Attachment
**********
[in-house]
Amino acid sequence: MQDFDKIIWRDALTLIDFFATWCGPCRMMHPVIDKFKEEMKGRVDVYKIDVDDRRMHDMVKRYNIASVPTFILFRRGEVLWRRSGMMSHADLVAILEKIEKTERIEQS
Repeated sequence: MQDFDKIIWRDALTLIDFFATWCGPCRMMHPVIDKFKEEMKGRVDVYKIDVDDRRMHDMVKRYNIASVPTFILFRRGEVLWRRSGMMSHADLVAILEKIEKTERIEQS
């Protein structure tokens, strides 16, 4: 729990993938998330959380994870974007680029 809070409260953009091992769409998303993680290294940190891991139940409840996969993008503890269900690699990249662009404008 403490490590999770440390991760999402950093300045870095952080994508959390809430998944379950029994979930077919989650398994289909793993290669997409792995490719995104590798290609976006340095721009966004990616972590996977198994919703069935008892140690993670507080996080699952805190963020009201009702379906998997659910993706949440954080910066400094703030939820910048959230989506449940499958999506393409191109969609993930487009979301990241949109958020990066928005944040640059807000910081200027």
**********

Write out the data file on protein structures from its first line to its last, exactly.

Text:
[in-house]
Amino acid sequence: MQDFDKIIWRDALTLIDFFATWCGPCRMMHPVIDKFKEEMKGRVDVYKIDVDDRRMHDMVKRYNIASVPTFILFRRGEVLWRRSGMMSHADLVAILEKIEKTERIEQS
Repeated sequence: MQDFDKIIWRDALTLIDFFATWCGPCRMMHPVIDKFKEEMKGRVDVYKIDVDDRRMHDMVKRYNIASVPTFILFRRGEVLWRRSGMMSHADLVAILEKIEKTERIEQS
């Protein structure tokens, strides 16, 4: 729990993938998330959380994870974007680029 809070409260953009091992769409998303993680290294940190891991139940409840996969993008503890269900690699990249662009404008 403490490590999770440390991760999402950093300045870095952080994508959390809430998944379950029994979930077919989650398994289909793993290669997409792995490719995104590798290609976006340095721009966004990616972590996977198994919703069935008892140690993670507080996080699952805190963020009201009702379906998997659910993706949440954080910066400094703030939820910048959230989506449940499958999506393409191109969609993930487009979301990241949109958020990066928005944040640059807000910081200027």